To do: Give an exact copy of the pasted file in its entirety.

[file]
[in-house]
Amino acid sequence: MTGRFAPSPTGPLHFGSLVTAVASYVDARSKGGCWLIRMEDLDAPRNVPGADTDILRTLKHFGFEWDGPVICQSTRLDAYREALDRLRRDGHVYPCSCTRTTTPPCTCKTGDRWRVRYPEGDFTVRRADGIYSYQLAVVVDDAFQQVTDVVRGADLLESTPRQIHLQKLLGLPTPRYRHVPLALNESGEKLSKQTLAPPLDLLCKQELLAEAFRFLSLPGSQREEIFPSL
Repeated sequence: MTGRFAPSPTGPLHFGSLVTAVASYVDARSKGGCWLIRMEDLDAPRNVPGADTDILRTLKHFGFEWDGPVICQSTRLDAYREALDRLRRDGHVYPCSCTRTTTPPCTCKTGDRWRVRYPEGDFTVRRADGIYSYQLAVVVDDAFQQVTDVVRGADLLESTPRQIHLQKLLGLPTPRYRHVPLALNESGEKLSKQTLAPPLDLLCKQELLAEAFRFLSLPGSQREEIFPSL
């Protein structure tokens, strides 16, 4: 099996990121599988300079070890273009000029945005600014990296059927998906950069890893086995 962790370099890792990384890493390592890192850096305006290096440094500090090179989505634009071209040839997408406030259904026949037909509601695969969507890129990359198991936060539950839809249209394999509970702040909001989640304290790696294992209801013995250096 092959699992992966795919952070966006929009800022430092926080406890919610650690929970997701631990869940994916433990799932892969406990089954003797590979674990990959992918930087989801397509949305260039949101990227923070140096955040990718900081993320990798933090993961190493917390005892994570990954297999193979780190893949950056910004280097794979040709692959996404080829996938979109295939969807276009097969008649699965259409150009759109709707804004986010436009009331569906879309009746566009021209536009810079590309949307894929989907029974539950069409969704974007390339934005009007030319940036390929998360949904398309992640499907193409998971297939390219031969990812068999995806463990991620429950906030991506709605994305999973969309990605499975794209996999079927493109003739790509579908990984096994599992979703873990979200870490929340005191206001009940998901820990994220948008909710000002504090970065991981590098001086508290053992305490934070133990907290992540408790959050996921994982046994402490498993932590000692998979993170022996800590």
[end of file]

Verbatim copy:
[in-house]
Amino acid sequence: MTGRFAPSPTGPLHFGSLVTAVASYVDARSKGGCWLIRMEDLDAPRNVPGADTDILRTLKHFGFEWDGPVICQSTRLDAYREALDRLRRDGHVYPCSCTRTTTPPCTCKTGDRWRVRYPEGDFTVRRADGIYSYQLAVVVDDAFQQVTDVVRGADLLESTPRQIHLQKLLGLPTPRYRHVPLALNESGEKLSKQTLAPPLDLLCKQELLAEAFRFLSLPGSQREEIFPSL
Repeated sequence: MTGRFAPSPTGPLHFGSLVTAVASYVDARSKGGCWLIRMEDLDAPRNVPGADTDILRTLKHFGFEWDGPVICQSTRLDAYREALDRLRRDGHVYPCSCTRTTTPPCTCKTGDRWRVRYPEGDFTVRRADGIYSYQLAVVVDDAFQQVTDVVRGADLLESTPRQIHLQKLLGLPTPRYRHVPLALNESGEKLSKQTLAPPLDLLCKQELLAEAFRFLSLPGSQREEIFPSL
């Protein structure tokens, strides 16, 4: 099996990121599988300079070890273009000029945005600014990296059927998906950069890893086995 962790370099890792990384890493390592890192850096305006290096440094500090090179989505634009071209040839997408406030259904026949037909509601695969969507890129990359198991936060539950839809249209394999509970702040909001989640304290790696294992209801013995250096 092959699992992966795919952070966006929009800022430092926080406890919610650690929970997701631990869940994916433990799932892969406990089954003797590979674990990959992918930087989801397509949305260039949101990227923070140096955040990718900081993320990798933090993961190493917390005892994570990954297999193979780190893949950056910004280097794979040709692959996404080829996938979109295939969807276009097969008649699965259409150009759109709707804004986010436009009331569906879309009746566009021209536009810079590309949307894929989907029974539950069409969704974007390339934005009007030319940036390929998360949904398309992640499907193409998971297939390219031969990812068999995806463990991620429950906030991506709605994305999973969309990605499975794209996999079927493109003739790509579908990984096994599992979703873990979200870490929340005191206001009940998901820990994220948008909710000002504090970065991981590098001086508290053992305490934070133990907290992540408790959050996921994982046994402490498993932590000692998979993170022996800590």